Tuesday, May 9, 2017
From NYC’s walls and subway trains to the world’s greatest galleries, Daze grew up in the city’s ghettos during the 70’s and was involved with the graffiti underground culture. One of the few who dove into the art market with success, he’s exhibited pieces with Basquiat and went international, taking his work to cities like Monte Carlo, Hong Kong, Paris, Beijing, Chicago and Singapore. He’s in the permanent collection of museums like MOMA, Brooklyn Museum, Groninger Museum, Ludwig Museum, and on the walls of big stars like Eric Clapton and Madonna.
Daze is a mark in the American street art and an inspiration to the character Dizzee, from The Get Down. We talked to him to know a little bit more about his journey New York’s counter culture.
Daze, 1983. Photo: Michael Transue
Tell us a little about yourself and your work.
My name is Daze and I’m from the second wave of subway painters that started painting around 1976 in New York. I was always artistic as a child, drawing my own comics at an early age and trying to paint a little. I become interested in graffiti by watching it on the subways in the 70’s. Instead of providing the answers I always had more and more questions. I began painting trains in 1976 after meeting a few writers in my school. After that it became my whole life from 1976 to 1982. Although I no longer paint trains of course painting in general remains the central focus of my life. It defines who I am as a person in this world.
End of the past.
How were you involved with the other elements of Hip Hop culture?
In terms of the other elements of Hip Hop I feel that has been a bit exaggerated in movies, documentaries, and the media. All of these elements, break dancing, dj’s, and MC’s, graffiti, came from the same areas but as far as graffiti goes it was an element that seldom mixed with the others. To put it in perspective i’ll give you an example: Painting trains was my whole life then. If I wasn’t stealing paint, drawing outlines, taking photo’s of trains, and socializing with other writers I wasn’t doing much else. I simply had no time to go to parties and hang out. Of course I knew DJ’s and MC’s growing up but there were very few people that specialized in more than one thing. My whole life then centered around painting trains. Nothing else.Also the world of graffiti drew people in from many different social and economic backgrounds. Not just the hood.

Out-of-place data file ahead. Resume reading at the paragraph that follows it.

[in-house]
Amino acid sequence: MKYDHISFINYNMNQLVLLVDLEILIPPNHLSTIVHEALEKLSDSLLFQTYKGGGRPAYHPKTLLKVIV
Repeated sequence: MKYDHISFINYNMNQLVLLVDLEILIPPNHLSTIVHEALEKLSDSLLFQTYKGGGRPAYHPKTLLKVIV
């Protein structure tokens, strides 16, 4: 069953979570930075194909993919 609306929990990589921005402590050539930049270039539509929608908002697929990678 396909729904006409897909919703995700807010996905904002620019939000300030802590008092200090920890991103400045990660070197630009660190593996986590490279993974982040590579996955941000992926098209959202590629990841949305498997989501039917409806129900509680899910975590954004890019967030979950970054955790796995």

Don in the 70's.
You’re considered the “second generation” of writers coming out of NYC. Who were the writers that you looked up to and that had some influence in your work?
I looked up to Blade, Tracy168, Don 1, Dean, Jester, Cliff159, NOc167, Fuzz, Chain3, Part, Padre. These were guys who I really looked up to and whose work influenced me.
Don in the 70's.
What’s your favorite piece from that era?
I would say that the one piece that really set me off was by Blade. It was a whole car that he painted with dancing girls on both ends of the train. It was magnificent. When I saw that running I knew that the culture was something I had to be a part of. I never painted a train with Blade but it’s an honor to be able to call him a “friend” years later.
What was the creative process for those pieces?
People outside of the culture think that graffiti is some kind of random act. It’s not. In fact it’s a highly premeditated act. Outlines are developed , locations scouted for maximum visibility, work done, and then everything is documented. Sometimes the entire process is documented.
WIth BR. Rio de Janeiro, 2007.
In the early 80’s you started to do paintings for shows in galleries. How did that happen? There weren’t many writers doing shows at that time. Did you have a hard time adapting your work to a much more controlled environment and a smaller canvas?